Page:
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Doctors want more information about medical cannabis, study finds



SEATTLE (AP) – Almost half of US cancer physicians responding to a survey said they recently recommended medical marijuana to patients, although most say they do not know enough about medical applications.

The results show how marijuana policy in some states has overtaken research, the study authors said. All 29 states with medical marijuana programs allow doctors to recommend them to cancer patients. But there are no strict studies in cancer patients. This allows doctors to make other assumptions about similar prescription drugs or other types of patients' assumptions.

"The big take away is we need more research, plain and simple," Dr. Ilana Braun of the Dana-Farber Cancer Institute in Boston, who led the study published on Thursday in the Journal of Clinical Oncology

Patients want to know what their doctors think about marijuana. In the new study, cancer doctors said their discussions of marijuana were almost always started by patients and their families, not by the doctors themselves.

"They are not as narrow-minded as you may think, and they feel them too learn a lot. "

In total, nearly eight out of ten cancer physicians reported having discussed marijuana with patients or their families, 46 percent recommended it to at least one patient for pain and other cancer-related problems last year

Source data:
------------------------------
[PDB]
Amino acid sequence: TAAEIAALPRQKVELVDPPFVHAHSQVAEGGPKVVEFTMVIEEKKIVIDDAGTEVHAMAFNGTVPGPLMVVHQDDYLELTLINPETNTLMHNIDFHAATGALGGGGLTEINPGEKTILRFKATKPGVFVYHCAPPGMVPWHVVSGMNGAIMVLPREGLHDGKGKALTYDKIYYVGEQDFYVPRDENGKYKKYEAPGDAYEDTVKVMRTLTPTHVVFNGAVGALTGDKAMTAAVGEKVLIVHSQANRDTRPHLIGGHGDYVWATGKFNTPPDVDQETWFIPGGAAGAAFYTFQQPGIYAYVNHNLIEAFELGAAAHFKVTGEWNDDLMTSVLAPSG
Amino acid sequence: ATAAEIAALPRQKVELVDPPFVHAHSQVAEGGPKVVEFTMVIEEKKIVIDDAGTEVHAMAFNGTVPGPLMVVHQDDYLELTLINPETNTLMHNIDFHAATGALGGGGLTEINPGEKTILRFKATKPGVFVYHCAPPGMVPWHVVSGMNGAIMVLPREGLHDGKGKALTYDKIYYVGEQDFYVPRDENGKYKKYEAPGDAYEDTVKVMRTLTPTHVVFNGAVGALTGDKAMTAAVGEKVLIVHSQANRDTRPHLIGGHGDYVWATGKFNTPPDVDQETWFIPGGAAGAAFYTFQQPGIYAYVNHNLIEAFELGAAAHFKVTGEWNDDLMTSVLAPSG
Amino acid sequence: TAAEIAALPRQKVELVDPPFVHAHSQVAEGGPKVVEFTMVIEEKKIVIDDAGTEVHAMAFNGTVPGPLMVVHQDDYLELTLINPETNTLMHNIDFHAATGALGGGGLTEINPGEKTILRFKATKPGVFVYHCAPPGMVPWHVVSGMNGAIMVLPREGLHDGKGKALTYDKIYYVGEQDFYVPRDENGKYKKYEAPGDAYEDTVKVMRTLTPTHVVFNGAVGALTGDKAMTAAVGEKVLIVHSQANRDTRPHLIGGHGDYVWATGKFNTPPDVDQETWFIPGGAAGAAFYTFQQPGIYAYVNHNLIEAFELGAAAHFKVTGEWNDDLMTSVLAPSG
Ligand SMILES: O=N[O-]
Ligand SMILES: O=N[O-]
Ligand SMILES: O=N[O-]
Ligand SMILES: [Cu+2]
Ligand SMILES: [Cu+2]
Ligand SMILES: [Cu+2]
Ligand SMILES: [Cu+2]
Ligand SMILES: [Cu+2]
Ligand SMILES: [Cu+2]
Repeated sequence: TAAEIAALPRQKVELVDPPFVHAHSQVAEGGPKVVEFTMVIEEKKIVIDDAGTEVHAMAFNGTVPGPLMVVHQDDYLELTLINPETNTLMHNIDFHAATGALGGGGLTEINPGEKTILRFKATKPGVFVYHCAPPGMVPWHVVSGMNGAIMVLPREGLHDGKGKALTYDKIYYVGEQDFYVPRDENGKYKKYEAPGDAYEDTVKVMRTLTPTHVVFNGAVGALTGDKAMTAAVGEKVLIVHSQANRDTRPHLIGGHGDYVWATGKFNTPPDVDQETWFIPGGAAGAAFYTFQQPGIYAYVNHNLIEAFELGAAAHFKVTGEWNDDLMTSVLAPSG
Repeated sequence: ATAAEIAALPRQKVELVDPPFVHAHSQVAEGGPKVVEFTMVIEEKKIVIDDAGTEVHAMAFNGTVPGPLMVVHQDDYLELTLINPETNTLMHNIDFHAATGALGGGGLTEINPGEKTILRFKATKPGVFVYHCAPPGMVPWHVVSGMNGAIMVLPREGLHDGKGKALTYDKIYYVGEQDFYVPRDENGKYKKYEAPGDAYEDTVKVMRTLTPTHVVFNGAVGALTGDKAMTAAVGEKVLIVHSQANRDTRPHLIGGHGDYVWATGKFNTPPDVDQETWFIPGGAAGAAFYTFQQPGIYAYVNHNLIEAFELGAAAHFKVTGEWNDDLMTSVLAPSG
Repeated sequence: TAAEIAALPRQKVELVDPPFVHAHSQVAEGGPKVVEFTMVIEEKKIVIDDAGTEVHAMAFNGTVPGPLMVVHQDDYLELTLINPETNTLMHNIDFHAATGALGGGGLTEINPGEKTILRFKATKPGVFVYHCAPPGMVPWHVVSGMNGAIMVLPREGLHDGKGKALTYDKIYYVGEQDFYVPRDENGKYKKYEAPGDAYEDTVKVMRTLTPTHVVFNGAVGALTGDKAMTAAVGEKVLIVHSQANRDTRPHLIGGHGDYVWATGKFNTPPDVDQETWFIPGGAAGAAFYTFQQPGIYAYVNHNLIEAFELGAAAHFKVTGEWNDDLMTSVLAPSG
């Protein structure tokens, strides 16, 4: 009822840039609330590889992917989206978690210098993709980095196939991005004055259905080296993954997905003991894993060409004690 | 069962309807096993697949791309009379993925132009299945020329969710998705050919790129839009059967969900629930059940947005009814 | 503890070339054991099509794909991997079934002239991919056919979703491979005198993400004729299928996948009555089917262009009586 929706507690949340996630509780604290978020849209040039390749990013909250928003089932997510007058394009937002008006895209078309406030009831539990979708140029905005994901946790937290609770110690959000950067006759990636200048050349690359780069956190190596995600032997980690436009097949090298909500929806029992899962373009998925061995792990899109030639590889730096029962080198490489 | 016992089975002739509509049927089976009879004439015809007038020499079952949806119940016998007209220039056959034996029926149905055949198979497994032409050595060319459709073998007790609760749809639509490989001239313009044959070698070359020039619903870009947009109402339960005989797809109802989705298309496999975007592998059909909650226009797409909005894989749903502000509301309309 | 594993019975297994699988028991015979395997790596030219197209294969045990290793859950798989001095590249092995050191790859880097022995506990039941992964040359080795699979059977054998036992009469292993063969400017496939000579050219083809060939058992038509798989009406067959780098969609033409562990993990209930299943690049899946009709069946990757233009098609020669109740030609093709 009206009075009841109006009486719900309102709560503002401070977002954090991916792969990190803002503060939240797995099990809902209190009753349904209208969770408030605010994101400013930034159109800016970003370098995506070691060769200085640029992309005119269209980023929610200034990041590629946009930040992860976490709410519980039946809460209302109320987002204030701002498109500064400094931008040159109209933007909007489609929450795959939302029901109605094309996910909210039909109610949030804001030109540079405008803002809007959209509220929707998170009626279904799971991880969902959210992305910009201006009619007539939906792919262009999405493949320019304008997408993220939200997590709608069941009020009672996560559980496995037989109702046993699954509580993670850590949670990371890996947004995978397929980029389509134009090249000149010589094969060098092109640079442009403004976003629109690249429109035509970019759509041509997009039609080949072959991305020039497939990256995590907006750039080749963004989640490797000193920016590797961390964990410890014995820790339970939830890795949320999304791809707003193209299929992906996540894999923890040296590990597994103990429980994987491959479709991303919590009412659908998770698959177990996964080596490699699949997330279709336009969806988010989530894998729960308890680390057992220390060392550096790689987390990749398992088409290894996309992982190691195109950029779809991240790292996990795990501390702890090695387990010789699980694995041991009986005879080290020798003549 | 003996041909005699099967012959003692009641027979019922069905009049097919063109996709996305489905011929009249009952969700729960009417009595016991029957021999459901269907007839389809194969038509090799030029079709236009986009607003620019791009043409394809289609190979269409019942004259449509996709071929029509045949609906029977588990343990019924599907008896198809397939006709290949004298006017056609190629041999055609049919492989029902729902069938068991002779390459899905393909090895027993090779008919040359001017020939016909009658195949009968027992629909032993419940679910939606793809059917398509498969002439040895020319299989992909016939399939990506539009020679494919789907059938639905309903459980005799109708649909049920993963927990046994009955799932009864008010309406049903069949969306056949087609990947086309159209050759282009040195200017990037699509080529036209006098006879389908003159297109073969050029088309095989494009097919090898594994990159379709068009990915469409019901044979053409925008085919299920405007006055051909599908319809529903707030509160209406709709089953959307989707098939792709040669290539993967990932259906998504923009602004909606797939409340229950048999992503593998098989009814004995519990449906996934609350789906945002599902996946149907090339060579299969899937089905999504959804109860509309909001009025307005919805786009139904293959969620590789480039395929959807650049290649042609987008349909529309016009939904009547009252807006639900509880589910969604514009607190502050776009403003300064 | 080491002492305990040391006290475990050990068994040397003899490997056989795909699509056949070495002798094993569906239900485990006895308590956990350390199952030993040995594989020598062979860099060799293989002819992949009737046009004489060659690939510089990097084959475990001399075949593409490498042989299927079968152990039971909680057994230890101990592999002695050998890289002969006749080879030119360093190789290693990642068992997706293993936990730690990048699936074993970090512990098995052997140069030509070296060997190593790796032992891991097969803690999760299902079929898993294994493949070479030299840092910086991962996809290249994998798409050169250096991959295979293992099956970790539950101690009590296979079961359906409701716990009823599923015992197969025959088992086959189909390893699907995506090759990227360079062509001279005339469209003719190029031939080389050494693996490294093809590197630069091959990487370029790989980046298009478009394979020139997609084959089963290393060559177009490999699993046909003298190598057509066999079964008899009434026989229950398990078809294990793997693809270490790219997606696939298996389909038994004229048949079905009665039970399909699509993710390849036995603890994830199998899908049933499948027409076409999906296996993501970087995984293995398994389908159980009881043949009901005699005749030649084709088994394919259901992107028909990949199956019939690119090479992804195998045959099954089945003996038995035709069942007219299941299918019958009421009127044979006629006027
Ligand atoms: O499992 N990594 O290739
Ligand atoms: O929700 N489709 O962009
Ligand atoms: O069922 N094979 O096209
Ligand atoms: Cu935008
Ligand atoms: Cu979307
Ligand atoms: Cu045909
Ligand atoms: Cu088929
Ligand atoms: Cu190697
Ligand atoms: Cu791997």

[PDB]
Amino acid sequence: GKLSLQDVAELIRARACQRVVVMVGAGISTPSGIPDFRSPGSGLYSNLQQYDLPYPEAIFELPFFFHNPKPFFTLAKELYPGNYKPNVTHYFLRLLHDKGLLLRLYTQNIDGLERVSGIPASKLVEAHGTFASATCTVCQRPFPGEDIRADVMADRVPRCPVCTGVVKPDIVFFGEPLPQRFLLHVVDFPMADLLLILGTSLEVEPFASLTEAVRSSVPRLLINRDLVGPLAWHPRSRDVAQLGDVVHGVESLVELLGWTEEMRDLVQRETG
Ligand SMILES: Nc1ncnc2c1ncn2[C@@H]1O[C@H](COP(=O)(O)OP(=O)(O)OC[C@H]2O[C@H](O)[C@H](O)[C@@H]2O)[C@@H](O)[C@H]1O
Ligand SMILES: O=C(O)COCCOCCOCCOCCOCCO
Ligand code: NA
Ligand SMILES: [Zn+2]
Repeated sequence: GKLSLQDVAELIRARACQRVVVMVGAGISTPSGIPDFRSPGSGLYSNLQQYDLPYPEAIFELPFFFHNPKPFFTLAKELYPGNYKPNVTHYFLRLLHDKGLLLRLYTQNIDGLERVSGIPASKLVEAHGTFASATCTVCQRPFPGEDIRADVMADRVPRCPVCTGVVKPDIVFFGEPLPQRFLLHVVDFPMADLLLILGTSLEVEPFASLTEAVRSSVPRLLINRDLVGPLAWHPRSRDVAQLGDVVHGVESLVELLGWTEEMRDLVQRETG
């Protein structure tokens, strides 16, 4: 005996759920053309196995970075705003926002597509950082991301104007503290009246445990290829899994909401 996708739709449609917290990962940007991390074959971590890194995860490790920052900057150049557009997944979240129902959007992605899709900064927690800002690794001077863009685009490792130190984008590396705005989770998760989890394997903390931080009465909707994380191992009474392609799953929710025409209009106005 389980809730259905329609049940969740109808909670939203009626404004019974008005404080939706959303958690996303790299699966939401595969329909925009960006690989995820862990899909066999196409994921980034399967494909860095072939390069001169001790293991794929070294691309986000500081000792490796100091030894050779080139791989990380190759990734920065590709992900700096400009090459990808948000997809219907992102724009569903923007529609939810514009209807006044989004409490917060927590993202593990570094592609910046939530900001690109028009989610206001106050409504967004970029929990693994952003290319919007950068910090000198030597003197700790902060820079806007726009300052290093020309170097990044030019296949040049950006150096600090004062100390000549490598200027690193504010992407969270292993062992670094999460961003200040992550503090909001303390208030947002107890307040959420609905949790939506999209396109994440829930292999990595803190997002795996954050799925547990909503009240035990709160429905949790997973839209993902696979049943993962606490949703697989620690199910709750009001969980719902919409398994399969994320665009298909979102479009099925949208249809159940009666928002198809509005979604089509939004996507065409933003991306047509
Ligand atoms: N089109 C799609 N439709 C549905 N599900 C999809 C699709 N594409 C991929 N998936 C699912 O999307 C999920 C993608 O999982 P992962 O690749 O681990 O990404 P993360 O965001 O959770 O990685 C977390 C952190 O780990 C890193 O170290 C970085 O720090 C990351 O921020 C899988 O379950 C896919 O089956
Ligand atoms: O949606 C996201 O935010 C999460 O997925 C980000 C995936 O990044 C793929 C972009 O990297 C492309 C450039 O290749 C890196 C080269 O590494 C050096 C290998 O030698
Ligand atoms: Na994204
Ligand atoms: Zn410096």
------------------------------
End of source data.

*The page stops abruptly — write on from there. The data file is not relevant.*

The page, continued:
Among respondents who have recommended marijuana, 56 percent said that they did not have sufficient knowledge.

"They are not as narrow-minded as you may think, and they also feel they have a lot to learn," said Braun.

The survey was conducted in a sample of cancer physicians; Researchers have completed the surveys of 237 physicians or 63 percent.

Marijuana is considered by federal officials as an illicit drug and federal restrictions have limited research. Last year, the National Academies of Science, Technology and Medicine noted the lack of scientific information about marijuana, which poses a risk to public health.

There is evidence that marijuana can treat adult chronic pain and marijuana-like medications can relieve nausea through chemotherapy.

In the study, 67 percent of cancer physicians said they regard marijuana as a useful adjunct to standard pain management, with 75 percent saying that it poses a lower risk of overdose than opioids. About half of respondents consider marijuana to be equivalent or more effective than standard treatments for cancer-related nausea.

Marijuana is not harmless. The National Academies report that smoking pokes can be associated with greater chances for traffic accidents, long-term chronic bronchitis and schizophrenia and other causes of psychosis, especially among the most frequent users.

Dr. Steven Pergam of the Seattle Cancer Care Alliance answers questions about the safety of marijuana from his colleagues at the treatment center

His answers depend on the patient. A dying patient with cancer spreading? "Whatever they want to do to make themselves comfortable," said Pergam, who was not involved in the new research. However, a patient with leukemia should be warned of a theoretical possibility of fungal infection associated with cannabis use.

"If we do not feel well, patients will get information from other sources, and that will not be so reliable," he said.


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